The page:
Root cellars have been a part of life here in Southern Alberta for a hundred years. And there have been some big ones. Mrs. Crest, who contributed to the meat curing page, told me when she was a kid her Uncle had a root cellar with over 500 bottles of fruit in it, along with the usual fare of vegetables. Although there are not as many root cellars around now, they are still extensively used here for storing potatoes, carrots, apples, and in the fall of the year, other garden produce as well.
The first root cellars were usually dug with a pick and shovel. (In 1965 I used the front end loader on my tractor to dig the root cellar I’m using now.) The only wall we had to build was the front wall the door was in. The other three walls were formed by the dirt from the hole we dug. I made the roof with three logs as supports, then I laid 2X10 planks over them and nailed them down (See illustration). Over the top of the roof I put about 2 feet of dirt, with grass eventually growing on top of it. The front wall was also made from 2 inch lumber. Unlike the drawing, this wall extends up another three feet (see photo). The stairs were made with these same planks, as well as the side walls on both sides of the stair case. The planks in the roof, stairs and front wall were all made from rough, unplaned lumber, actually 2 inches thick.
You will notice from the photograph there is an upper door and a lower door. It is important you do this as each door adds greatly to how cool the root cellar will be in the summer time and how warm it will stay in the winter. The lower door on my cellar is constructed with a sheet of 1/4 inch plywood on each side filled with insulation. The upper door is tilted slightly so water will run off when it rains, and so it will be easier to find in the snow. To prevent rain from dripping down between the outside of the cellar and the top of the door, I use a couple of pieces of tin that are wide enough to hang over the top of the closed door after being wedged in between a couple of the planks on the outside of the cellar. This helps a lot. The upper door is constructed from two layers of 3/4 inch rough lumber. There is no insulation in it, and it has a layer of tin nailed to the top of it to keep it water proof. This door is hinged to the stairs side wall on the left side and is hinged so it can swing all the way around and lay on the grass.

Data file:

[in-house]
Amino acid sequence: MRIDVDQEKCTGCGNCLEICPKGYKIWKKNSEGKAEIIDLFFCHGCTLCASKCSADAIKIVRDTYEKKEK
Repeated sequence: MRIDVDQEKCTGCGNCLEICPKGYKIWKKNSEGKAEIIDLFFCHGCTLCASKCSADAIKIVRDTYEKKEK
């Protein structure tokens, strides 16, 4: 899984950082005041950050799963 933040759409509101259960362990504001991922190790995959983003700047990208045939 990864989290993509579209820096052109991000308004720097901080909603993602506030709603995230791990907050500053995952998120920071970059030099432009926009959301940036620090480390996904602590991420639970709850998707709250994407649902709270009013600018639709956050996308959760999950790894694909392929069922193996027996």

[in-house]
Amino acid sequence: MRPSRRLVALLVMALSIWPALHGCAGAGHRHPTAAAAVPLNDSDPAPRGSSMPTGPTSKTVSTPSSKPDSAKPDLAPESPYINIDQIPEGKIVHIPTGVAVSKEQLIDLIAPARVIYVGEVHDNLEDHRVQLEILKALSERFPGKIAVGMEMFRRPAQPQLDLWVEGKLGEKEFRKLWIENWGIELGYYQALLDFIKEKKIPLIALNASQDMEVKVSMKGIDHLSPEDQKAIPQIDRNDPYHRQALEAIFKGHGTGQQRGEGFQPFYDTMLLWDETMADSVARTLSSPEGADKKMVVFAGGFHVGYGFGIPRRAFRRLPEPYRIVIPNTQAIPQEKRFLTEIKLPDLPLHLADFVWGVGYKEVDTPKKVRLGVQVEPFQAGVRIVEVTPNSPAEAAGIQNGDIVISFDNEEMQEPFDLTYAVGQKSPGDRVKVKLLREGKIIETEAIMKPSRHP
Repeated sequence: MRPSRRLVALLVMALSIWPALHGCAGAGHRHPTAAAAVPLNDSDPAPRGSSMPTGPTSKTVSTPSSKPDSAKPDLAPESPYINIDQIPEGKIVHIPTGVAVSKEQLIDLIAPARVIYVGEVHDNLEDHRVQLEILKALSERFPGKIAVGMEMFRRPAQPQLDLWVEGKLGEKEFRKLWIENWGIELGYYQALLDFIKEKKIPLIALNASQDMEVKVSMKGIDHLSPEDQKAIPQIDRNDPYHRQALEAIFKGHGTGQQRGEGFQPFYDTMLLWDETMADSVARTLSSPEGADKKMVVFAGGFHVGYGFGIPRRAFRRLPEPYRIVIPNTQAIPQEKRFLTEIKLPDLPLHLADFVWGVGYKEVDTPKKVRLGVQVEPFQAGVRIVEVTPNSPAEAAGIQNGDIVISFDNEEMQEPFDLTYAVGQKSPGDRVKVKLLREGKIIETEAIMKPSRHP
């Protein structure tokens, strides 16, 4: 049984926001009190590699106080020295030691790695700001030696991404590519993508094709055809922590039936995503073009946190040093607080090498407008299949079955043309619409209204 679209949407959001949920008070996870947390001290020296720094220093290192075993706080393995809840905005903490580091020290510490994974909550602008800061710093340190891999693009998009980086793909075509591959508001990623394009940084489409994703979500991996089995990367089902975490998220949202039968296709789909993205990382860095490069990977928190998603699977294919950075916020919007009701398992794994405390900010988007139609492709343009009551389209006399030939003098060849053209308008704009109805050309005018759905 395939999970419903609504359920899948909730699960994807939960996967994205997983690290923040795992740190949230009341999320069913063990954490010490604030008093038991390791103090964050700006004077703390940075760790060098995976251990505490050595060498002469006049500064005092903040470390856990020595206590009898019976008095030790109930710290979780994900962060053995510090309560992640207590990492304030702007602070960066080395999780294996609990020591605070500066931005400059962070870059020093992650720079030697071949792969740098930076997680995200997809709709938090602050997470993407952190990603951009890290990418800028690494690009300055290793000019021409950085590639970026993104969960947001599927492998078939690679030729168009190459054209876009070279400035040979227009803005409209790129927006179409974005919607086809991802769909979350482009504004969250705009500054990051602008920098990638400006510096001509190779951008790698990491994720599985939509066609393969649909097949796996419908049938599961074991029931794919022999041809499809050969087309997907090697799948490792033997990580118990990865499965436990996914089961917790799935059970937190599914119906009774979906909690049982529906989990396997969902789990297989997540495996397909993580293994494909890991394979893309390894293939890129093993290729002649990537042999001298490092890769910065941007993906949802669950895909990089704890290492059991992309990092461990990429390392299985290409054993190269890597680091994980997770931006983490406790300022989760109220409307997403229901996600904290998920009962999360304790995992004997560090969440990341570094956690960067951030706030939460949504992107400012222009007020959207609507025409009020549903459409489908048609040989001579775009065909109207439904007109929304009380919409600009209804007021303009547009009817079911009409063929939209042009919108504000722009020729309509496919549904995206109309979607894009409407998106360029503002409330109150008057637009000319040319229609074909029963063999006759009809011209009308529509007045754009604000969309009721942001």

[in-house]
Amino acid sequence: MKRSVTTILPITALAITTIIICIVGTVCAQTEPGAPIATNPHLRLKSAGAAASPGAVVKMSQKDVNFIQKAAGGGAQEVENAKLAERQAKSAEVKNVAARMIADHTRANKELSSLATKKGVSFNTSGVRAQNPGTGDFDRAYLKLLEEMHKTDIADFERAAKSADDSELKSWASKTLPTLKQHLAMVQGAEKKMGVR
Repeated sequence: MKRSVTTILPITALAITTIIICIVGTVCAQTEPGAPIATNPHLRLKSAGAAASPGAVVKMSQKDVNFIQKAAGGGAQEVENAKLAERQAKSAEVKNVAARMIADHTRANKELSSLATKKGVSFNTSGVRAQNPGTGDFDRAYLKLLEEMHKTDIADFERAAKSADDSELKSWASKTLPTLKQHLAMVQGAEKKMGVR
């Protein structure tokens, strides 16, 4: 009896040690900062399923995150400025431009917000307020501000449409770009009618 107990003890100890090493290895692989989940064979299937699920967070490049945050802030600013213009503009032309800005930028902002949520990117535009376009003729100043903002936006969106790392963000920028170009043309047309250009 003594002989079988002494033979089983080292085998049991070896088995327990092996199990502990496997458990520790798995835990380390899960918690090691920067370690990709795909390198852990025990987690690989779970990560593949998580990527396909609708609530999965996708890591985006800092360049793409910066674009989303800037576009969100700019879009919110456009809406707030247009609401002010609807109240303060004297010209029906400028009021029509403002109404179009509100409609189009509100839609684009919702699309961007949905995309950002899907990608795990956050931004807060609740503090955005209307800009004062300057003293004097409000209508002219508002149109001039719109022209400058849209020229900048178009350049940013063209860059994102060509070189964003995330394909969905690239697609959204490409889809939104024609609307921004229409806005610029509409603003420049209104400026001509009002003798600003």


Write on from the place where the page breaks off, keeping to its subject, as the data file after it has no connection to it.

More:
Our main reason for having a root cellar is to keep our vegetables from freezing in the winter. We have very cold winters. For example, last winter we had several days when the thermometer dropped down past 40 degrees below zero F. How well has out cellar worked over the years? Very well. Nothing ever froze, except for once, and then it wasn’t the cellar’s fault. On one of the coldest days last winter, I went to get some potatoes and carrots and was surprised to find the lower door open. Even with this, only a small part of the potatoes were frozen. After closing the lower door the temperature rose to above freezing again. I have never tested the temperature in the cellar during the winter time, but in the summers the temperature hovers around 51 degrees F. This is a bit cooler than the temperatures you would expect to find in a root cellar in the warmer parts of the USA. This is because our hottest days in the summer are only around 90 degrees F. And the cold winters tend to keep the ground a bit cooler throughout the year.
Last year my center cross beam in the roof broke right in the middle. The dampness from the earth above it had gradually rotted it over the years. I did not waterproof my roof when I built it, and should have. After it broke, we jacked up the center of the roof and put in a vertical support beam in the middle of the room. This should help the cellar last for several more years.